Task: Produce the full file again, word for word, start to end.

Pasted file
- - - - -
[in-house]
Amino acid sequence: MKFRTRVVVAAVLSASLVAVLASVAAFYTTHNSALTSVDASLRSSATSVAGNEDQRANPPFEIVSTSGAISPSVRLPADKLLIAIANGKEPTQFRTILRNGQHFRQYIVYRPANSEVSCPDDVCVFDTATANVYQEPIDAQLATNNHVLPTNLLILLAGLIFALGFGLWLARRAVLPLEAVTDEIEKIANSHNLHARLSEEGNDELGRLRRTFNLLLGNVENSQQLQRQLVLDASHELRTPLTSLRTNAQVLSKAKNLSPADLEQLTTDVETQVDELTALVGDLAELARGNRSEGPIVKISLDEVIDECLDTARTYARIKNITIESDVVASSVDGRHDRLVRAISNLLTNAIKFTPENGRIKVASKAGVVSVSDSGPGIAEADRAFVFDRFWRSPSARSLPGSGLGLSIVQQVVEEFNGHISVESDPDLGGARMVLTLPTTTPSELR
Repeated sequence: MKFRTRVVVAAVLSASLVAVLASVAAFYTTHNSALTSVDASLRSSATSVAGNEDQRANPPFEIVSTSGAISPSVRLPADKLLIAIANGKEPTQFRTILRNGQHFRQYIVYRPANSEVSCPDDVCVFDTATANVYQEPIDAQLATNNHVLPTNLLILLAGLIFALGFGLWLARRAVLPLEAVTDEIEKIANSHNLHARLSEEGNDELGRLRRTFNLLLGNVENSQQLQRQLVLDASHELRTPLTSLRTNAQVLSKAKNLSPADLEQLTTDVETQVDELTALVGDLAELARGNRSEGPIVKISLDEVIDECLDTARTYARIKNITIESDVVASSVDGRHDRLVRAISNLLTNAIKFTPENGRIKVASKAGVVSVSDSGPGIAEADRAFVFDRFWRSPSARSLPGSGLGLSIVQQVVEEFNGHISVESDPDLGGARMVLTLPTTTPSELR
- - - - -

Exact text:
[in-house]
Amino acid sequence: MKFRTRVVVAAVLSASLVAVLASVAAFYTTHNSALTSVDASLRSSATSVAGNEDQRANPPFEIVSTSGAISPSVRLPADKLLIAIANGKEPTQFRTILRNGQHFRQYIVYRPANSEVSCPDDVCVFDTATANVYQEPIDAQLATNNHVLPTNLLILLAGLIFALGFGLWLARRAVLPLEAVTDEIEKIANSHNLHARLSEEGNDELGRLRRTFNLLLGNVENSQQLQRQLVLDASHELRTPLTSLRTNAQVLSKAKNLSPADLEQLTTDVETQVDELTALVGDLAELARGNRSEGPIVKISLDEVIDECLDTARTYARIKNITIESDVVASSVDGRHDRLVRAISNLLTNAIKFTPENGRIKVASKAGVVSVSDSGPGIAEADRAFVFDRFWRSPSARSLPGSGLGLSIVQQVVEEFNGHISVESDPDLGGARMVLTLPTTTPSELR
Repeated sequence: MKFRTRVVVAAVLSASLVAVLASVAAFYTTHNSALTSVDASLRSSATSVAGNEDQRANPPFEIVSTSGAISPSVRLPADKLLIAIANGKEPTQFRTILRNGQHFRQYIVYRPANSEVSCPDDVCVFDTATANVYQEPIDAQLATNNHVLPTNLLILLAGLIFALGFGLWLARRAVLPLEAVTDEIEKIANSHNLHARLSEEGNDELGRLRRTFNLLLGNVENSQQLQRQLVLDASHELRTPLTSLRTNAQVLSKAKNLSPADLEQLTTDVETQVDELTALVGDLAELARGNRSEGPIVKISLDEVIDECLDTARTYARIKNITIESDVVASSVDGRHDRLVRAISNLLTNAIKFTPENGRIKVASKAGVVSVSDSGPGIAEADRAFVFDRFWRSPSARSLPGSGLGLSIVQQVVEEFNGHISVESDPDLGGARMVLTLPTTTPSELR